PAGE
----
Pap Smears

Pap smear was developed to detect any pre-cancerous or cancerous cells on the cervix. The Pap Smear test can detect changes in cells of the cervix at an early stage. These changes can potentially lead to cancer in later stages. Therefore, early detection allows early treatment prior the abnormal cells enters the cancerous stages.

There are usually no symptoms in the early stages of cervical cancer. The only way to detect any changes is to do a pap smear test. However, like many tests, the pap smear is not always 100% accurate. Sometimes the smear sample may miss abnormal cells, or it may be hard to read because it contains blood or mucus. However, despite the limitations, according to the Australian Government’s Department of Health and Ageing’s National Cervical Screening Program, pap smears done every 2 years can help to prevent up to 90% of the most common type of cervical cancer.

How is a pap smear done?

The test can be done in your doctor’s office as a part of a pelvic examination. The test is slightly uncomfortable, but it should cause no pain and no anaesthetic is required. Your results should be available in 1 or 2 weeks time.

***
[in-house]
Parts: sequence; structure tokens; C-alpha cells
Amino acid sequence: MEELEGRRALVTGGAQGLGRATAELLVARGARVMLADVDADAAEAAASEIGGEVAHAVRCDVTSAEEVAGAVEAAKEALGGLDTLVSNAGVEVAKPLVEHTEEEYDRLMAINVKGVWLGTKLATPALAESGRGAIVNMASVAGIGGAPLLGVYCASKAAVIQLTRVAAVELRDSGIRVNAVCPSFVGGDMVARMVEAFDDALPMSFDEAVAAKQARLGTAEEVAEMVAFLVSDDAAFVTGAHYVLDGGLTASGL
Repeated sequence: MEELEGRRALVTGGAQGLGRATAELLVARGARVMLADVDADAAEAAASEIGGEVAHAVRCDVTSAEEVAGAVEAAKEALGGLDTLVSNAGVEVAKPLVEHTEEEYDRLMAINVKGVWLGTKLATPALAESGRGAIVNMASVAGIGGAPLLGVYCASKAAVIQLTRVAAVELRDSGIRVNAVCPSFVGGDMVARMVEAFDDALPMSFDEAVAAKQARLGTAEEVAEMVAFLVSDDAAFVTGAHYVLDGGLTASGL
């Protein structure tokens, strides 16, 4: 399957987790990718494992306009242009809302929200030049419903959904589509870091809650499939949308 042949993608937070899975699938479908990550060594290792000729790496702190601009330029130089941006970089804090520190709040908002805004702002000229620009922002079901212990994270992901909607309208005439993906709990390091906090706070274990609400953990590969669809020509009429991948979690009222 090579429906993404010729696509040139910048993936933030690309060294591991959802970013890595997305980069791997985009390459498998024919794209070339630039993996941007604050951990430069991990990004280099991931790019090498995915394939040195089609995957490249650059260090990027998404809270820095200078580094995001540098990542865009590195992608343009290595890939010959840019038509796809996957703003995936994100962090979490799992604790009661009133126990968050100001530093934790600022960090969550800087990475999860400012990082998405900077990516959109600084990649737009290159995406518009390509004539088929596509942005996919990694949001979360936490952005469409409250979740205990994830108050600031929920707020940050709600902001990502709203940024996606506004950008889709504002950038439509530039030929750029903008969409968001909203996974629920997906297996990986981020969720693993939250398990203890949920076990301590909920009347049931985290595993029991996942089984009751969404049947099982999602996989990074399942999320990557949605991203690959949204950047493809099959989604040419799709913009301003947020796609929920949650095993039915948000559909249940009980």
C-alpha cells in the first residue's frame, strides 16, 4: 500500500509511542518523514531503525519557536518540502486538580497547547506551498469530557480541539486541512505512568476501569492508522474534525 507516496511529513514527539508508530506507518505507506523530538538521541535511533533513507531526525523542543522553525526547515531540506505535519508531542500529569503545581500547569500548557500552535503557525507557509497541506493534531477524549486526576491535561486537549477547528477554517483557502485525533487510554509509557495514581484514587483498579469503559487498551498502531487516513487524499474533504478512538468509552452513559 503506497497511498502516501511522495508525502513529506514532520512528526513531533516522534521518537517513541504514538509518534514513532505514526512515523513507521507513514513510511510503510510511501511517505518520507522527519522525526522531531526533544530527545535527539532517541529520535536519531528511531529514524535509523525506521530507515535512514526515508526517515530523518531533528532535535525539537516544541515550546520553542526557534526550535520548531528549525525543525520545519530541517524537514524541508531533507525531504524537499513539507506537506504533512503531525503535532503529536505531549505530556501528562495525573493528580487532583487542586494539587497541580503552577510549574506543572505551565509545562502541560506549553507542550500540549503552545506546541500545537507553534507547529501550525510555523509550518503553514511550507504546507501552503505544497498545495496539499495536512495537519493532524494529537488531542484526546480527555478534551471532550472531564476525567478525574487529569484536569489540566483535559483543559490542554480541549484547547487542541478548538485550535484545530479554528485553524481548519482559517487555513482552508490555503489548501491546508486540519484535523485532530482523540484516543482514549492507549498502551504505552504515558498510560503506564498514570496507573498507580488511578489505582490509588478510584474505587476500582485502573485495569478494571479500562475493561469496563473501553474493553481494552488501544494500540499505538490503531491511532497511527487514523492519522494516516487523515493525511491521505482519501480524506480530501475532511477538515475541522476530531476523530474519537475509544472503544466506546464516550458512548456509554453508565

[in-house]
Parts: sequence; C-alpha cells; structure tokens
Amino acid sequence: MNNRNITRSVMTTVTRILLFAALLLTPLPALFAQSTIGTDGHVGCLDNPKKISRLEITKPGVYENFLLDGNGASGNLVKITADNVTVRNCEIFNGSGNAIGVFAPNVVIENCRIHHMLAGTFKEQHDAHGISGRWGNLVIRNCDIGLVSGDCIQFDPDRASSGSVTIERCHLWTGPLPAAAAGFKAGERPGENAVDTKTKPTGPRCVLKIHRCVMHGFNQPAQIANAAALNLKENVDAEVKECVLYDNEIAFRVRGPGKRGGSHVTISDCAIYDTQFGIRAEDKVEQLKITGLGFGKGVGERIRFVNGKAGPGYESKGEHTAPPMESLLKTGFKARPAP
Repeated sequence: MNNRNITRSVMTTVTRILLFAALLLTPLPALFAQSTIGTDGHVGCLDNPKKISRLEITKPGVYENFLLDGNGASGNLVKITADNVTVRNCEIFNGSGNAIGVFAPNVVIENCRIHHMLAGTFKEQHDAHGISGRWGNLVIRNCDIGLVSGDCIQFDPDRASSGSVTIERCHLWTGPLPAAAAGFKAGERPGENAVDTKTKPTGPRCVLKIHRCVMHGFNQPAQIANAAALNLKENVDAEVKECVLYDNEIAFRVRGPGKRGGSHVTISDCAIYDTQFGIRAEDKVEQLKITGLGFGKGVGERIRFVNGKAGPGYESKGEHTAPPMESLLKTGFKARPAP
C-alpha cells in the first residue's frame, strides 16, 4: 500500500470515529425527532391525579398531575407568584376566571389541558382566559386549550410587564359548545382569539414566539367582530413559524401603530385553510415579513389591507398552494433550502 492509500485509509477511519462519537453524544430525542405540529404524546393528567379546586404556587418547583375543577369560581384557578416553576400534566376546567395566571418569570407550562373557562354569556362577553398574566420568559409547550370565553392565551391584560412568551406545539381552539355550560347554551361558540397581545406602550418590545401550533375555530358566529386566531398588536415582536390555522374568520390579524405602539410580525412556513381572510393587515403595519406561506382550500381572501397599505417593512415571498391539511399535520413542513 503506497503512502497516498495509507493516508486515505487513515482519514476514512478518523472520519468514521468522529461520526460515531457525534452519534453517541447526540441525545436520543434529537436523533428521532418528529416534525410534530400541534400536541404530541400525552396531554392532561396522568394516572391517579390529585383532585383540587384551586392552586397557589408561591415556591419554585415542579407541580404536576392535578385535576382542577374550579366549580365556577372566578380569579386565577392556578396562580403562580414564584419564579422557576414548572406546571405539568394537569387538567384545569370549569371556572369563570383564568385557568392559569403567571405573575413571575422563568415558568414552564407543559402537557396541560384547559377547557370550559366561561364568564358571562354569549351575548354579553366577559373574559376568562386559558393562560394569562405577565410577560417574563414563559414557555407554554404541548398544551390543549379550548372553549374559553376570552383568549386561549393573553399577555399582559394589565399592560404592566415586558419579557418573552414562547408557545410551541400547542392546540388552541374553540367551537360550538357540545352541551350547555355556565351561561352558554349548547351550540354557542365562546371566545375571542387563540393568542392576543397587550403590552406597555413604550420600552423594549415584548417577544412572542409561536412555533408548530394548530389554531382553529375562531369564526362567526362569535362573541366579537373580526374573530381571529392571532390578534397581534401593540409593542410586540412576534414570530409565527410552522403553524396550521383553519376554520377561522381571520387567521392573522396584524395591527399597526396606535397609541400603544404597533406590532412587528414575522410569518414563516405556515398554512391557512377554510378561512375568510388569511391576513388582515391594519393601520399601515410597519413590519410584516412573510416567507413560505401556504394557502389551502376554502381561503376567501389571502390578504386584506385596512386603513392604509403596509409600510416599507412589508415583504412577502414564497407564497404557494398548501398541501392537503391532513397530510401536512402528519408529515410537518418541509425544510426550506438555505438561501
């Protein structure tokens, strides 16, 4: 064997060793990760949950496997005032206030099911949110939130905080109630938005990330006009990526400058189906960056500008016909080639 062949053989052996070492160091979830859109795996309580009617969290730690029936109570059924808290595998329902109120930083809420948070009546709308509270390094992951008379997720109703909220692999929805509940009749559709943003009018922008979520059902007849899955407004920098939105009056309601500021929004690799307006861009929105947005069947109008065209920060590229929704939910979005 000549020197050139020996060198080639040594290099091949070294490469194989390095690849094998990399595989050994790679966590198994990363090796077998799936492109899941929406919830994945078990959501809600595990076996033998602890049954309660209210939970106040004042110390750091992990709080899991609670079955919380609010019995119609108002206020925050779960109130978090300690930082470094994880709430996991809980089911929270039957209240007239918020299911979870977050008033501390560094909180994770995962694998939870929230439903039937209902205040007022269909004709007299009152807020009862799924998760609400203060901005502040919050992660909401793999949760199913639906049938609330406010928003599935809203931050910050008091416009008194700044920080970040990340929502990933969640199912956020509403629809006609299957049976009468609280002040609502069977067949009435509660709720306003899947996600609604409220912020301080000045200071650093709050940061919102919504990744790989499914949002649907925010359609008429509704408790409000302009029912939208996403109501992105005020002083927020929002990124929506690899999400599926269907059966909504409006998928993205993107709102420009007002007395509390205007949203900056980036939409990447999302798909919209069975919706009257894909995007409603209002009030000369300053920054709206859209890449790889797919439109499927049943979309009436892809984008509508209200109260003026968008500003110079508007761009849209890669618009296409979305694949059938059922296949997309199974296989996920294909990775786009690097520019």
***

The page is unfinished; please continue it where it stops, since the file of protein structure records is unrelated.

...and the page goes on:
How often should I have a pap smear?

It is suggested to take a test every 2 years because the most common type of cervical cancer can take more than 10 years to develop. If your previous tests have shown any changes, or you are at higher risk of getting cervical cancer, your doctor may recommend more frequent testing.

Who should have a pap smear?

As a general guideline, you should have an initial smear test within one or 2 years of becoming sexually active. Even if you have had the cervical cancer vaccine (Gardasil or Cervarix), you still need to have the test done. Subsequently smear tests should be performed every 2 years, even if you are no longer having sex because the risk of cervical cancer increases with age. It is estimated that at least 50% of women diagnosed with cervical cancer each year are over 50.

The smear test should be continued through menopause, until the age of 70 when your doctor may advise that continued testing is no longer required.

If you have a total hysterectomy, routine smear tests may no longer be necessary, but it is important that you check with your doctor before discontinuing them.

Where can I go to have a pap smear?

  • Your general practitioner
  • A community or women’s health centre
  • A family planning or sexual health clinic
  • A women’s health nurse
  • An Aboriginal Medical Service
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